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The Definition And Traps Of Brand Identity

By Jeff Wagner

The unique sets of trademark associations that are created and maintained by a strategist are what brand identity is all about. Represented by the associations are the stand of the brand and the implied promises by members of the organization to the customers. These unique sets help to determine the stand of an organization, its core values, the perceptions of the customers, the projected personality traits and important relationships that are there.

It provides the brand with purpose, meaning and direction. Expanding the concept of branding gives it value. Its scope should not be narrow instead it should be wide as possible to achieve max strength. A limited perspective can inhibit the strategists from achieving these kinds of strengths. It also drives one of 4 principle branding equity dimensions which is associations.

The four traps involved include; external perspective trap, product attribute fixation trap, position trap and image trap. Image is what the customers perceive and it provides them with background necessary information. The trap happens due to lack of efforts that are needed to see beyond the image. When identity should be focusing on the future outlook for aspired associations, this trap looks at the past.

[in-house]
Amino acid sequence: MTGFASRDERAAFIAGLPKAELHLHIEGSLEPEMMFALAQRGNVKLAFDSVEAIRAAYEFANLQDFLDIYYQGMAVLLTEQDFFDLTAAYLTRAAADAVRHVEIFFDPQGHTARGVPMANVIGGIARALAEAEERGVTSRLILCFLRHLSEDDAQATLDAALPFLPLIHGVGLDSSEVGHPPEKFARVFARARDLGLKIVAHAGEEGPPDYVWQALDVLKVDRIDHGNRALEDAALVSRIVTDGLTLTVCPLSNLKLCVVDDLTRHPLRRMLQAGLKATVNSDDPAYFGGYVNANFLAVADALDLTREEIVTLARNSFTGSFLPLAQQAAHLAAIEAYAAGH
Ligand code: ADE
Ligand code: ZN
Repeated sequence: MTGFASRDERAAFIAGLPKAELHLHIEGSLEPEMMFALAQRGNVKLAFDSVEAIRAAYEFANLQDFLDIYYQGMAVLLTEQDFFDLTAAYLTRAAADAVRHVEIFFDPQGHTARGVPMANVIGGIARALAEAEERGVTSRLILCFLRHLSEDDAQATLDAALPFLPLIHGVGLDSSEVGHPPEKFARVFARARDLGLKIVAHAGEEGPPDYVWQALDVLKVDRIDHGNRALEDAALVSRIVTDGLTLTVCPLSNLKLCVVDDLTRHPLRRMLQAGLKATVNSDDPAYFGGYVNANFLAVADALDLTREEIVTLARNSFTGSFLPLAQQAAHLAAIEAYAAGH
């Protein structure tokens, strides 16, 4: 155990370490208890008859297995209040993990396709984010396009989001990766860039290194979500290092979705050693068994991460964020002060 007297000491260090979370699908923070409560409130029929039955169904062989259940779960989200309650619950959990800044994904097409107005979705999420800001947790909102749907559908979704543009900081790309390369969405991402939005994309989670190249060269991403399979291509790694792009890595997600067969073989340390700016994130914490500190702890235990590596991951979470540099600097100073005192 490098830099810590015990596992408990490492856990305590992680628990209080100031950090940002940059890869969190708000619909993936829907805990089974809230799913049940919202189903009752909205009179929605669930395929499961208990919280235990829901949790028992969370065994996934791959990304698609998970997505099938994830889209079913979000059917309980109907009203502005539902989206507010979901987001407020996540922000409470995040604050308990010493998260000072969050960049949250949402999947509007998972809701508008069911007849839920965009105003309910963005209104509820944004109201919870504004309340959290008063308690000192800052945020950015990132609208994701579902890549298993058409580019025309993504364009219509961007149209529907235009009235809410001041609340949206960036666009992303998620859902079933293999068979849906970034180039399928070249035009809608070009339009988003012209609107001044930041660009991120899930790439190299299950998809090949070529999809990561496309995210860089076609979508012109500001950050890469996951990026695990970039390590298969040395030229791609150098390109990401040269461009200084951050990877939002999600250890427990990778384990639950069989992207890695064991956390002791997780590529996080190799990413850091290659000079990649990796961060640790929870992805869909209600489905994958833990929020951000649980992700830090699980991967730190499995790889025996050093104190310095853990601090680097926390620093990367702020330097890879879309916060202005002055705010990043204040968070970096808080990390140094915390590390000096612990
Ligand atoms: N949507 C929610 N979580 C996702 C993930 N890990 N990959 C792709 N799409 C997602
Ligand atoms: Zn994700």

The part that demonstrates the branding advantage over other competitors and has the need to be communicated is what is referred to as the position. Turning an identity search into a position search is what brings about the position trap. This turn of events can inhibit full fledged evolution.

When the role of trademark individuality in trying to understand the firms basic values and purpose is not recognized by the firm, it is said to be an external perspective trap. When the business brand tactical and strategic management is focused wholly on attributes of a product, then there is what is called product attribute fixation trap.

This focus on attributes has some important limitations. There is the failure to differentiate, rational customer assumption, strategic flexibility reduction and the ease to copy. The inclusion of other perspectives as part of trademark concept broadening is key when developing a strong brand identity.

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